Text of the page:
Health & Happiness Show

  • Health & Happiness Show
  • Tonic (Bar/None) 1993 
  • Instant Living (Bar/None) 1995 
  • Sad and Sexy (Cropduster) 1999 

Hoboken, New Jersey’s reputation for homey country music largely postdated the Bongos’ early-’80s heyday, so singer/guitarist James Mastro, who joined that trio in progress way back when, could be making up for lost time in his new group, the name (if not exactly the music) of which pays homage to Hank Williams. Tonic presents the Health & Happiness Show as an ebullient outfit with a catholic approach, using mandolin, fiddle, accordion, lap steel and electric instruments to weave a warm and winning skein of styles: stately Band-like waltzes (“I Do”), frisky folk-rockers (“Drunk-Eyed Waltz”), skillet-licking blues (“Engine Engine”), Gram Parsons country (“We Are Here”) and Celt-rock (“The Man Who Married the Moon,” “River of Stars”). The craft-conscious quintet invests each original song with dignity and devotion, reinventing itself while leaving a distinct overall imprint.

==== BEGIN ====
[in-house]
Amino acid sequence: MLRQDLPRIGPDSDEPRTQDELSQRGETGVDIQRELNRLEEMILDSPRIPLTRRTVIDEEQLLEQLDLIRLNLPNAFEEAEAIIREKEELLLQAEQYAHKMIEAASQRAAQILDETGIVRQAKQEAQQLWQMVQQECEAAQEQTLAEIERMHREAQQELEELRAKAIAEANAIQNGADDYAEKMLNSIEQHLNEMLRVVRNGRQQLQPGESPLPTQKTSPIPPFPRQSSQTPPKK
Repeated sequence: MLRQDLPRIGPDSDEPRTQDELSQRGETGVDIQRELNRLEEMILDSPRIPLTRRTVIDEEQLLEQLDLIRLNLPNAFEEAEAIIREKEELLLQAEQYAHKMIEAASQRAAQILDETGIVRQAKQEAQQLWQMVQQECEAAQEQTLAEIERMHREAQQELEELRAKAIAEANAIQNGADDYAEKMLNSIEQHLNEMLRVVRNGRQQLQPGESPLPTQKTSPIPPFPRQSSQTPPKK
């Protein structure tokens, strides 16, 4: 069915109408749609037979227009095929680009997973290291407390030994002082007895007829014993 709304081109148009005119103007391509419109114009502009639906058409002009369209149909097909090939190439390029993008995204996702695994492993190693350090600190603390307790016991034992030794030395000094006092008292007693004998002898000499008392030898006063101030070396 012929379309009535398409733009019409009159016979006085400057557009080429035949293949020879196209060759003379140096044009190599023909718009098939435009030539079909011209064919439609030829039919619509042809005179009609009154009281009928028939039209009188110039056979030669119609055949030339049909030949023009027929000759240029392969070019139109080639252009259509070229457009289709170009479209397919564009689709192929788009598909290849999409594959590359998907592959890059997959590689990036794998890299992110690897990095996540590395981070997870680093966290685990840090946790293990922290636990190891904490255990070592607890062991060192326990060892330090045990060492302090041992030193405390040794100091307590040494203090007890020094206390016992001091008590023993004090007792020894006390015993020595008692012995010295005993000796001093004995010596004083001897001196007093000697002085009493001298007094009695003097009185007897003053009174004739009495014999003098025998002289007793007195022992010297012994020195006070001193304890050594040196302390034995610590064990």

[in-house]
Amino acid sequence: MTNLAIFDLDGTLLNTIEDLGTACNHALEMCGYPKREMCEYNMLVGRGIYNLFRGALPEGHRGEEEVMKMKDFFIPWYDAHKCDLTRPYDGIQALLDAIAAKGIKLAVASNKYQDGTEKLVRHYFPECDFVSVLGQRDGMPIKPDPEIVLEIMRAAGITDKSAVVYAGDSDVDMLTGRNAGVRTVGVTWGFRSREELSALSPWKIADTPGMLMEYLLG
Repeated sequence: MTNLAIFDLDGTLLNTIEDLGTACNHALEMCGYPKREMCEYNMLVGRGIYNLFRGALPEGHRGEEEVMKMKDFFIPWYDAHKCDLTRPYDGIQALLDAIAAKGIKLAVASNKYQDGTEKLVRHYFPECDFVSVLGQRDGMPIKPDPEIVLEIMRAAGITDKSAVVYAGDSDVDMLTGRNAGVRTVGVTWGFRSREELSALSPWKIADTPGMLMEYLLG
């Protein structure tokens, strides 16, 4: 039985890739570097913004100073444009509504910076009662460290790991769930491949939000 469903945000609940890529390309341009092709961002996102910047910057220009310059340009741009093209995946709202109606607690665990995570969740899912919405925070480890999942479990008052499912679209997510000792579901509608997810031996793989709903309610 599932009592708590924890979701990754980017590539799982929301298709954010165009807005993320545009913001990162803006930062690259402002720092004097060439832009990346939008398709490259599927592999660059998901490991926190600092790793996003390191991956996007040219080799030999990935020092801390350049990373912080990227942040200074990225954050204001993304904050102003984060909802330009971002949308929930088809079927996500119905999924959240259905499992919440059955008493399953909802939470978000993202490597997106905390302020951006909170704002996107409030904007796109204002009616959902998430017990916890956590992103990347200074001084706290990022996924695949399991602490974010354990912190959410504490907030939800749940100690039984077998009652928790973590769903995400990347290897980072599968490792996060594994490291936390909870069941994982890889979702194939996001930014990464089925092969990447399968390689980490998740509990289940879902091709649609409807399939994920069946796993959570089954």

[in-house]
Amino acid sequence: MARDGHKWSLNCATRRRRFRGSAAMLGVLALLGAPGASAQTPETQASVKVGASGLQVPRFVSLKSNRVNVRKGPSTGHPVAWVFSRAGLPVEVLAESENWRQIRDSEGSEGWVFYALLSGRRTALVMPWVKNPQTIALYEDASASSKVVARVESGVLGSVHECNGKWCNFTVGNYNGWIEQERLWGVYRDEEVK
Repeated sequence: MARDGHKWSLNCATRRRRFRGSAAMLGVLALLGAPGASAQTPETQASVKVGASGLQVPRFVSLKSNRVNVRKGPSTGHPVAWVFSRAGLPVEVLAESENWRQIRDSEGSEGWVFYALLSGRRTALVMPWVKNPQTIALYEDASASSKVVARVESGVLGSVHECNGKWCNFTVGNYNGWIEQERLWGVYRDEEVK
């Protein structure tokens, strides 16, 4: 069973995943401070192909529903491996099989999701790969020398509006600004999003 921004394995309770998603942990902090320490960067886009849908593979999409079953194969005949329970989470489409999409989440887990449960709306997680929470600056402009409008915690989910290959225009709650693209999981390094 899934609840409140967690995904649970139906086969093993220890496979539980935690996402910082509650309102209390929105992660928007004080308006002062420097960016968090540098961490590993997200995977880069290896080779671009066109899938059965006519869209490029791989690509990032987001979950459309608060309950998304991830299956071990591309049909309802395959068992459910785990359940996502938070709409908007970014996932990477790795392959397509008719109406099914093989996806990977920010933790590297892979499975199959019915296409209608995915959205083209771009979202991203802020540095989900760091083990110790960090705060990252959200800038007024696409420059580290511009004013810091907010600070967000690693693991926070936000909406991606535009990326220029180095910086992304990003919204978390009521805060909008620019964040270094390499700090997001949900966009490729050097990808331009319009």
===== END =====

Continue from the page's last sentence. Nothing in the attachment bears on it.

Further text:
Instant Living is another fine — but completely different — record. Showing an all-electric backbone in lieu of the debut’s rustic trappings, the group brings its stylistic adventures home to a more organic, consistent sound that encompasses slide-happy Little Feat, elements of Neil Young and Bob Dylan. Although the feedback-laden roots rock of “Sugar in Your Eyes,” the crisp desire of “You Is Fine” and the noir howls of “On Your Way” set the tone, there’s still room for variety. The fiddles and stirring beat of “Tossed Like a Stone” summon up Tonic‘s Gaelic ambience, “Anytime” has a peaceful, easy feeling and “Many Kindnesses” suggests R.E.M.’s old folk-rock side.

[Ira Robbins]